At least, that’s how the story’s told. “Benitez waves goodbye to Chelsea with reputation enhanced” the headlines shouted. Two years earlier, the stories had read, “Rafael Benitez reborn with Inter Milan in Serie A.” In reality, Nerazzurri fans continue to disparage Rafa as the man who wrecked their club, and Chelsea supporters cackle with glee when he stumbles. It’s been a decade, now, since Rafa won the Champions League with Liverpool, longer since one of his sides claimed a league title. Yet, somehow, the cult of Rafa lives on.
There’s no denying Benítez’s early successes, although perhaps even those have been overblown. At Valencia, he inherited a squad that had reached two successive Champions League finals, although it’d finished fifth the season before Rafa took over. In his first season in charge, Valencia took the title, but in the next, it was right back down to fifth. The 2003-04 season brought another title, but also a dispute with the club’s director of football. Rafa resigned.
But it’s down to Liverpool that Rafa’s reputation endures. Obviously there are reasonable individuals able to look at his time at Merseyside and see his weaknesses. Benítez is a bit of a control freak and unable to endure much criticism, which means he often burns bridges with clubs, fracturing relationships with officials before he goes. Some of the same problems that cropped up at Liverpool were still present when he moved on to Chelsea, and in fact are evident today at Napoli: a rotation policy that often feels unnecessary; expensive buys, yet a lack of cover; and the inability to keep his players motivated. Oh, and an arrogance that’s starting to look misplaced.
But Rafa continues to perpetuate his own myth. Less than two weeks ago, Benítez responded to the accusation of being a “Cup Coach” by harkening back to 2005, that magical year when Liverpool lifted the Champions League trophy in Istanbul. Rafa behaved as though a decade hadn’t passed, telling the media what he’d said in the dressing room on that fateful night. You can almost imagine a dreamlike mist filling the pressroom, carrying with it reminders of that Turkish glory.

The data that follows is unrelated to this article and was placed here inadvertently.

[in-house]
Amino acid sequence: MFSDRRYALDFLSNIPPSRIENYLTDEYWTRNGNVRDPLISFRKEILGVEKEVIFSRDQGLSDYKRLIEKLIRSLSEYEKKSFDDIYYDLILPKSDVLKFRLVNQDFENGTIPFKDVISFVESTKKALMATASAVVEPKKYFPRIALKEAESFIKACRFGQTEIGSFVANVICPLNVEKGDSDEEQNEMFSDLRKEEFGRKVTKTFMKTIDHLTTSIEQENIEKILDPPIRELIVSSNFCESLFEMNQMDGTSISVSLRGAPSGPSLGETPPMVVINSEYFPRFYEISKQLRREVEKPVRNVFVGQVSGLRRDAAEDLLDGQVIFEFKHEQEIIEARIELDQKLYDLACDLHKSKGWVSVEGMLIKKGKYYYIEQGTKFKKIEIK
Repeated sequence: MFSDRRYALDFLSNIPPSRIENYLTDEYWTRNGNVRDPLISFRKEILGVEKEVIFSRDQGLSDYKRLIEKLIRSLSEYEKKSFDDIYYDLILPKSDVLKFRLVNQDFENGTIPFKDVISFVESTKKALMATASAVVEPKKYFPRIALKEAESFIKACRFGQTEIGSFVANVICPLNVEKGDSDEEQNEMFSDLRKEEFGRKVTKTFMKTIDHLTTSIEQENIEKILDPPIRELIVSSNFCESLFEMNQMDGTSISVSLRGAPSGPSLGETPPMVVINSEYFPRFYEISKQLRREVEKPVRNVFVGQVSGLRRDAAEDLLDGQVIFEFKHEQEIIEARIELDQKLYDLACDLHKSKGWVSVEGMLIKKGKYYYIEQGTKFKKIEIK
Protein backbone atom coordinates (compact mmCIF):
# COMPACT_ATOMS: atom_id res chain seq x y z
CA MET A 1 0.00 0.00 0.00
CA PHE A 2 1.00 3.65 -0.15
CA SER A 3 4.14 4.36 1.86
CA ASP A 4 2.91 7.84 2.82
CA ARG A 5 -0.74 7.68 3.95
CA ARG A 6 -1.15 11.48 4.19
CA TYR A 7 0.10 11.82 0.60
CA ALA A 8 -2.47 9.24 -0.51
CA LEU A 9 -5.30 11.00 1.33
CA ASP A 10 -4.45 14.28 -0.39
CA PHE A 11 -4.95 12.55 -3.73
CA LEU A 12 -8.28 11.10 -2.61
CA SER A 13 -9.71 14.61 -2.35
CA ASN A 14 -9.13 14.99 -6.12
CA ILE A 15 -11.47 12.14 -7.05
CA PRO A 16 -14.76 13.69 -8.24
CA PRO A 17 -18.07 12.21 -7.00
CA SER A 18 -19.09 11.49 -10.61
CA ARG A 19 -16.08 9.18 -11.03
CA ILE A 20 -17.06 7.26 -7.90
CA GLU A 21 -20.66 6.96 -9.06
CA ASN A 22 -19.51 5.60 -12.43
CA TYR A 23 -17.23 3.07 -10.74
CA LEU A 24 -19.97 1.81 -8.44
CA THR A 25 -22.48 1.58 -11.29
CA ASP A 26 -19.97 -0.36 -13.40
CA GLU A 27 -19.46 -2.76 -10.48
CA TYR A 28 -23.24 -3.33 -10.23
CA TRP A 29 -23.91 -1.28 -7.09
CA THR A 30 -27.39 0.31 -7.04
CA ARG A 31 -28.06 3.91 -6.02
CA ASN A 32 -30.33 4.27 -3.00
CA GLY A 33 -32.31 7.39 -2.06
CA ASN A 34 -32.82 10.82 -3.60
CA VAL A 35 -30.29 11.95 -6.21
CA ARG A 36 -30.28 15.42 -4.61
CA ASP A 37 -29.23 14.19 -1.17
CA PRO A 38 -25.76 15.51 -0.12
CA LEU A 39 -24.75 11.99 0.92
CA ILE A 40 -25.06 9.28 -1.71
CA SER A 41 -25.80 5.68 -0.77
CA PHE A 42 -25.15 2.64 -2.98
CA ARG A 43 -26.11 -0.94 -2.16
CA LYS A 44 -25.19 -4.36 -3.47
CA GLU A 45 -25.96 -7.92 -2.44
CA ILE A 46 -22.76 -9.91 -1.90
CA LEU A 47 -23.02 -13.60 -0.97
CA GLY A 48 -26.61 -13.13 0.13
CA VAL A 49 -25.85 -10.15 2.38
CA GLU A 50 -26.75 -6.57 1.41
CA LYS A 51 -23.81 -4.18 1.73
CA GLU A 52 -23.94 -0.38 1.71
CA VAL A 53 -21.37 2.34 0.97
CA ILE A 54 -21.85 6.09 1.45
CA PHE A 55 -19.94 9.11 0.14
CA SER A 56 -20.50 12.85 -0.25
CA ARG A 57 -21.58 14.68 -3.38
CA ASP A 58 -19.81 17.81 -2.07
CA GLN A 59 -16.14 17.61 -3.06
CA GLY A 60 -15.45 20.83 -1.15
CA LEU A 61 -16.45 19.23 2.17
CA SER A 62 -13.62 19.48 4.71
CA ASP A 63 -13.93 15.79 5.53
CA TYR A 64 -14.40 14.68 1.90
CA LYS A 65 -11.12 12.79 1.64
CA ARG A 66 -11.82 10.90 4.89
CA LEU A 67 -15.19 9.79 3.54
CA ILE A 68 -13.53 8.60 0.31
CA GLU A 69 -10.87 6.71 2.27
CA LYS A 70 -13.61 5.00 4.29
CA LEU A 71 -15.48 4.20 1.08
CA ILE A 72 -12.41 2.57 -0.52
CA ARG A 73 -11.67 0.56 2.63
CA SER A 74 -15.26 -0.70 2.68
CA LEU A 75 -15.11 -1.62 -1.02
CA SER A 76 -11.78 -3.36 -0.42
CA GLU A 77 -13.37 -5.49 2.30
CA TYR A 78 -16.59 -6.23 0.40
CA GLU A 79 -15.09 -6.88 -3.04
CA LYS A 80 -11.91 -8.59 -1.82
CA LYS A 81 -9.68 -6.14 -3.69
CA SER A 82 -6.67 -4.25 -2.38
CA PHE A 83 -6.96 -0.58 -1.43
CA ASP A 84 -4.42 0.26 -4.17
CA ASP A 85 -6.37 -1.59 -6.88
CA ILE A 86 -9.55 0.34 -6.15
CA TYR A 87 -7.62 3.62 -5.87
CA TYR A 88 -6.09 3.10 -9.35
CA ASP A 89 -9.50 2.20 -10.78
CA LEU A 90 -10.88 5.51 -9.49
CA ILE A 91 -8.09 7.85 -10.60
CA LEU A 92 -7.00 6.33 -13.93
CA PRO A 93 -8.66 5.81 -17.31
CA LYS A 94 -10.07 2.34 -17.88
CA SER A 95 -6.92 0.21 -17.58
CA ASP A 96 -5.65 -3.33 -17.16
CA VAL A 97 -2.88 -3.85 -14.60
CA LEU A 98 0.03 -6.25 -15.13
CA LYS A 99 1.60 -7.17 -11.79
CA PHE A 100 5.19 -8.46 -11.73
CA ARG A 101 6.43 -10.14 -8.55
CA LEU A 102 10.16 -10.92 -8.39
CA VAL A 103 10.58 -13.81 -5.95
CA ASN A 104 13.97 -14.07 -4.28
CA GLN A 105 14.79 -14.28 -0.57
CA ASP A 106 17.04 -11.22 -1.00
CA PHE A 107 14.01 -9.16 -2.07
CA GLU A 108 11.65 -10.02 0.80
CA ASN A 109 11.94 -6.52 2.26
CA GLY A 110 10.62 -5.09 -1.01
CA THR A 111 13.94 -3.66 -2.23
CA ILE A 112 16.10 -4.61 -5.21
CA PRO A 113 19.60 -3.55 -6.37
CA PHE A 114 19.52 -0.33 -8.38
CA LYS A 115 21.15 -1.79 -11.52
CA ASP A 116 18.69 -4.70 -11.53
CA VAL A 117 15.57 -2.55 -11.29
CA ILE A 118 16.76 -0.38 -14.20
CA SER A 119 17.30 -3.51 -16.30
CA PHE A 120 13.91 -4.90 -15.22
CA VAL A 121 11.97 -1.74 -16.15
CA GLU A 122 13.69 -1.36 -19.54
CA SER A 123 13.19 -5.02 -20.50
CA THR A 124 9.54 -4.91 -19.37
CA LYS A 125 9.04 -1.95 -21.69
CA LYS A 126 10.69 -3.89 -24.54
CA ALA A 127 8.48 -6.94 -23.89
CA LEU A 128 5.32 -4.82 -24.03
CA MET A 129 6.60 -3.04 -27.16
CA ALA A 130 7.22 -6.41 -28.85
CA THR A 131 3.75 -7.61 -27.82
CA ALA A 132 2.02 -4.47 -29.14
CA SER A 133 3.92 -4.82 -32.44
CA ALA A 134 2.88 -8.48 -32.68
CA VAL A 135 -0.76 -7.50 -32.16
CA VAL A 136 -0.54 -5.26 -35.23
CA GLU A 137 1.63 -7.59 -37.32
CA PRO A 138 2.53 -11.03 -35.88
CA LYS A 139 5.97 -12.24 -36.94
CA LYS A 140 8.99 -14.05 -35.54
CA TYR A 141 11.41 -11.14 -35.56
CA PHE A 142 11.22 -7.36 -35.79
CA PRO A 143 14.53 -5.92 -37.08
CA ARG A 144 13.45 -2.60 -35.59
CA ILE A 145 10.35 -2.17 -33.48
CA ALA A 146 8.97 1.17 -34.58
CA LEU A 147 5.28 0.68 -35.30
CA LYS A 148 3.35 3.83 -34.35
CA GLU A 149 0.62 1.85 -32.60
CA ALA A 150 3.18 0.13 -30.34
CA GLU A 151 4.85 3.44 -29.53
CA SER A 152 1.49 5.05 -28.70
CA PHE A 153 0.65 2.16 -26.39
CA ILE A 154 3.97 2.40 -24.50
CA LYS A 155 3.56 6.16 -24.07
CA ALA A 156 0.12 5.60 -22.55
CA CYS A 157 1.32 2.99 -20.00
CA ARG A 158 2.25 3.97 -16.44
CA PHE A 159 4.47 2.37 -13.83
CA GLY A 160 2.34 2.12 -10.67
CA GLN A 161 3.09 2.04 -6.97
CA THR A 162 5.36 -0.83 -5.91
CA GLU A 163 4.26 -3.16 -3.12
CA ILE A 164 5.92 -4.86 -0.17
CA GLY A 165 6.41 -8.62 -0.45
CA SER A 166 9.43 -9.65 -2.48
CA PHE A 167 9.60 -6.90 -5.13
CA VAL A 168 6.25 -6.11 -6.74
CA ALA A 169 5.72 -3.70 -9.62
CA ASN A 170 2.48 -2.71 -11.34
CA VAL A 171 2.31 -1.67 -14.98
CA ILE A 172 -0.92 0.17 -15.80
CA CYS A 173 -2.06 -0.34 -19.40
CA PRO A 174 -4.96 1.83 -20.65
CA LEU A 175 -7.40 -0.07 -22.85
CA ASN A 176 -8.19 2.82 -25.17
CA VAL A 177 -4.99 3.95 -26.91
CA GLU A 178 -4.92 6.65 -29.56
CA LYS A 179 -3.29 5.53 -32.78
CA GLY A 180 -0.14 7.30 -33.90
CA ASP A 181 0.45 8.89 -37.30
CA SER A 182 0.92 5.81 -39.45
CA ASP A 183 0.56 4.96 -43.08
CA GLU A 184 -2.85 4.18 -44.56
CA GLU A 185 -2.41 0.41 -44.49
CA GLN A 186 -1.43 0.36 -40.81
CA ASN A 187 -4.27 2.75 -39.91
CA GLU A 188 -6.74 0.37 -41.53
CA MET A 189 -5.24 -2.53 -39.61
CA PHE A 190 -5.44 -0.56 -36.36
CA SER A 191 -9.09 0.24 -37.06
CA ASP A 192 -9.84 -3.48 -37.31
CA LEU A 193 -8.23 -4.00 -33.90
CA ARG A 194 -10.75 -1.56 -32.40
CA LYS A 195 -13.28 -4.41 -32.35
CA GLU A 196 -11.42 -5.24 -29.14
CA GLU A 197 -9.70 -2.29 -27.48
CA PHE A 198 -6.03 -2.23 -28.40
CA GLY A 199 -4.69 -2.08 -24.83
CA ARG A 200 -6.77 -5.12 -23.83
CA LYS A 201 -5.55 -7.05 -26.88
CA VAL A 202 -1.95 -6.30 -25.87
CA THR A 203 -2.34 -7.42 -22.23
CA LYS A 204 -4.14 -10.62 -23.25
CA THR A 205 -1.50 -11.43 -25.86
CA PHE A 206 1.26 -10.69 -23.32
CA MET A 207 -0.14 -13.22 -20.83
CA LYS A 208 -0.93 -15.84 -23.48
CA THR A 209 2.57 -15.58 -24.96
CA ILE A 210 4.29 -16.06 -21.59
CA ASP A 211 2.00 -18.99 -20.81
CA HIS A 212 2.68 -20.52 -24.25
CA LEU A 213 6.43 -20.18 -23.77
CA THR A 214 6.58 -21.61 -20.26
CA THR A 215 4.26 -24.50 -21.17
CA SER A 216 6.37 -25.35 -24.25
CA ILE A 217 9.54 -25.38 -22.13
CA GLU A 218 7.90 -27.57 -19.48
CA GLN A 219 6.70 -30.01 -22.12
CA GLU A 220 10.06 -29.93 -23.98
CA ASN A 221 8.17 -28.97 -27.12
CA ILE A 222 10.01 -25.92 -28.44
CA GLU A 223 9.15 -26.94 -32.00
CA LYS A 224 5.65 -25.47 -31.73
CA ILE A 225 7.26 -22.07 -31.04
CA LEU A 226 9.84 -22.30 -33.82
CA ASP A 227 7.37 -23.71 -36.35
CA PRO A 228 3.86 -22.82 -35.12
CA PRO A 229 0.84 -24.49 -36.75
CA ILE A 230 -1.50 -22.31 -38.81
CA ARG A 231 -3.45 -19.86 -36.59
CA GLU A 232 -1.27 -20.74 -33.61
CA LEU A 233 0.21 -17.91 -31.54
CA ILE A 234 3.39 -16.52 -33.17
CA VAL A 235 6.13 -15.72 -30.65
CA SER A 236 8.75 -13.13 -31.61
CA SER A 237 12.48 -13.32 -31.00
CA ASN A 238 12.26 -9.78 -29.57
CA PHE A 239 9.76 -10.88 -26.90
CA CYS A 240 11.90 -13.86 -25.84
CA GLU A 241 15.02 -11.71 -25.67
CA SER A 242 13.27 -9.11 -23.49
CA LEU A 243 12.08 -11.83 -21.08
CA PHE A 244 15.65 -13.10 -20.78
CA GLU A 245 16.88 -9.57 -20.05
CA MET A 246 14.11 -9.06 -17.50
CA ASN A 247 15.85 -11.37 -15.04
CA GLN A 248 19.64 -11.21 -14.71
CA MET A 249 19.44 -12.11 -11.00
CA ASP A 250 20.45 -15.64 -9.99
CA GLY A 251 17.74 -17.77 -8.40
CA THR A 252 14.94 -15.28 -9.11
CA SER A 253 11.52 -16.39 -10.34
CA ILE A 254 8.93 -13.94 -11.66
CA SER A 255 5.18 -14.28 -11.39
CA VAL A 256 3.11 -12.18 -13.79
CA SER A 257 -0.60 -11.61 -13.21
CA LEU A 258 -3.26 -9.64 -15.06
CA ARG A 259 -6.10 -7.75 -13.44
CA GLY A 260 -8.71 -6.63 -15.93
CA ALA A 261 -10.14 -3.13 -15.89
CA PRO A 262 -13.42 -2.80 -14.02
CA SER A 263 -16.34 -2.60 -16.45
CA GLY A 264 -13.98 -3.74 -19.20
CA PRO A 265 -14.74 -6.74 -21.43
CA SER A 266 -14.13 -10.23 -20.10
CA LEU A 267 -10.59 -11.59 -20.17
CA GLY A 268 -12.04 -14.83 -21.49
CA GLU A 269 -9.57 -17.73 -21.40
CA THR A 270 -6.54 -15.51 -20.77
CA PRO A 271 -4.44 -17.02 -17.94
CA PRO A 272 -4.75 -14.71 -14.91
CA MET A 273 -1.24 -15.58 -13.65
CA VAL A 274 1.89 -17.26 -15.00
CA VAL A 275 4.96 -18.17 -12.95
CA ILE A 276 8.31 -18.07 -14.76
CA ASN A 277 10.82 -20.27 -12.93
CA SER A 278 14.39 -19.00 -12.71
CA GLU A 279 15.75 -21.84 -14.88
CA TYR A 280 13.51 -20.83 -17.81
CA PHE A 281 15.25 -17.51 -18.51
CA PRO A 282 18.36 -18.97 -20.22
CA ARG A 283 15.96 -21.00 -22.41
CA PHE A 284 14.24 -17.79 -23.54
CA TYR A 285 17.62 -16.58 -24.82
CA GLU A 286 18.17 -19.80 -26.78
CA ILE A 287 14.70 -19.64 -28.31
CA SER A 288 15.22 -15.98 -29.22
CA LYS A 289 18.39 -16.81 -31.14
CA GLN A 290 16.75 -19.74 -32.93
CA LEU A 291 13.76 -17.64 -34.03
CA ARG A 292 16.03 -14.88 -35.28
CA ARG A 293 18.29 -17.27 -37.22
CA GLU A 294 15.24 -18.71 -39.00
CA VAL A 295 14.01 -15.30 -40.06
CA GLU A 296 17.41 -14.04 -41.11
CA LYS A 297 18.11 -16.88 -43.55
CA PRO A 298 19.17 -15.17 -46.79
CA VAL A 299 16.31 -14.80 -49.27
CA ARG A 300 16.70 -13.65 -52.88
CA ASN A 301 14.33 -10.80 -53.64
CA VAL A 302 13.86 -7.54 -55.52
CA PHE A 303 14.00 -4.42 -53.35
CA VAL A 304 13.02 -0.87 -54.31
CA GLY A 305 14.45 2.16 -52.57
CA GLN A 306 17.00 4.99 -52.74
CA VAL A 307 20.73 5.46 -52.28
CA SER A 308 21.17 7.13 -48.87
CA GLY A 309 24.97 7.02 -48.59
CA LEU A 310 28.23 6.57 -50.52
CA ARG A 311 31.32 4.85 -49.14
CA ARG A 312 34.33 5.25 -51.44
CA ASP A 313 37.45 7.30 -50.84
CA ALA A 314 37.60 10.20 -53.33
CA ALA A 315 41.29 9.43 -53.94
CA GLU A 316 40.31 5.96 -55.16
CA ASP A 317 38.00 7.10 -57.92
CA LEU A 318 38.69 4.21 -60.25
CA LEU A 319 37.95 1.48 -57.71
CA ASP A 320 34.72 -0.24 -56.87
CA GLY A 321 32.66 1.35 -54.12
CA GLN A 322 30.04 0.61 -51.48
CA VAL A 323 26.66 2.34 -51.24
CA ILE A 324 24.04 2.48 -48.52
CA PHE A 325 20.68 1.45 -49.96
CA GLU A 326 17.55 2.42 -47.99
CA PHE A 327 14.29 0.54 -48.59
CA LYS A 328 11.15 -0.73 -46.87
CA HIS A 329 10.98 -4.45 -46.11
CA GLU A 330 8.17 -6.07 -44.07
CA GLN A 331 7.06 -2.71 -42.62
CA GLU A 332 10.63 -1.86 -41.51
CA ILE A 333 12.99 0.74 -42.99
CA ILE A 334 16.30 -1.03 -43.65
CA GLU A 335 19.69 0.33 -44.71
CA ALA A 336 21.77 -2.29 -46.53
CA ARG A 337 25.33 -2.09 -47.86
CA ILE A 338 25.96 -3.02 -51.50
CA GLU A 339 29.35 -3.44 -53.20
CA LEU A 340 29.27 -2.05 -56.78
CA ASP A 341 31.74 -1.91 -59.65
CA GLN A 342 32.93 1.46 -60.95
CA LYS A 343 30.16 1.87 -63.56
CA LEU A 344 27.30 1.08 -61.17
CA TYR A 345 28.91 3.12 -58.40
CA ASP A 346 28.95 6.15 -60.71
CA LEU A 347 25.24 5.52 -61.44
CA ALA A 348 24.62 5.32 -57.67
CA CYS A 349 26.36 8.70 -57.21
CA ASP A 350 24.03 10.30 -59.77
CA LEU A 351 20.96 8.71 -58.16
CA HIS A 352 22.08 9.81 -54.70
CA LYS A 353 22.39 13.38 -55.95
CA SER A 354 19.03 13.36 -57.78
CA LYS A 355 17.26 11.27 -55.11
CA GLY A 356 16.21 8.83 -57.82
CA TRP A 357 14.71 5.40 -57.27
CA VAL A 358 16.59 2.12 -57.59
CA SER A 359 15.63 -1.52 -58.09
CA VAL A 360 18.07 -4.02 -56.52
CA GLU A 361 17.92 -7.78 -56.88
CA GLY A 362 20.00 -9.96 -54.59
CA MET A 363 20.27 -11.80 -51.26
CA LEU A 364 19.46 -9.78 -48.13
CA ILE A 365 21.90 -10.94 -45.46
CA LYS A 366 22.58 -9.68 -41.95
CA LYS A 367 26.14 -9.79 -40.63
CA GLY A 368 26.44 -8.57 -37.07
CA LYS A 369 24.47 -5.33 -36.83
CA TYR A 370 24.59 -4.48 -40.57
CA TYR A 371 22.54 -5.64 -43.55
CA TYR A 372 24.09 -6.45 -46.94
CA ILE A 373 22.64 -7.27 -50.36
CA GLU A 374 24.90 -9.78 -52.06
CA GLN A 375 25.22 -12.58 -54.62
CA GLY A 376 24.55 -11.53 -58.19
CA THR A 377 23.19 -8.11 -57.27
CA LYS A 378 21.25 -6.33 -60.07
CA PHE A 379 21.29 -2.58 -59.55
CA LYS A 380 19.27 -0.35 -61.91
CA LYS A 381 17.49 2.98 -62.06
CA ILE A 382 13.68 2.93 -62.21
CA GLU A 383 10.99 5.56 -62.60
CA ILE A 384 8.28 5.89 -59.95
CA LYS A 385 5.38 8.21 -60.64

That Champions League trophy still carries weight, and its presence is big enough to blot out the fact Rafa hasn’t won a league title since leaving Spain. But the fact remains that Rafa’s weaknesses are outweighing his strengths, and that’s becoming more and more obvious with every game at Napoli plays.
Despite the recent rumors linking him with big name clubs – the Manchester Citys, the Paris Saint-Germains – it feels as though Rafa’s story is unravelling. Unless he weaves a tale of redemption with Napoli, leading them to the podium in Warsaw, it’s hard to see him landing a gig with an elite club. The memories, finally, are starting to tarnish.
The problem is, Rafa still believes in his own myth. Rafa feels he deserves a better offer than this Italian side that can’t even qualify for the Champions League. What he’s likely to get, however, is a phone call from a lower-mid-table club in England, one for whom the nostalgia for what Benítez can do still hasn’t worn off.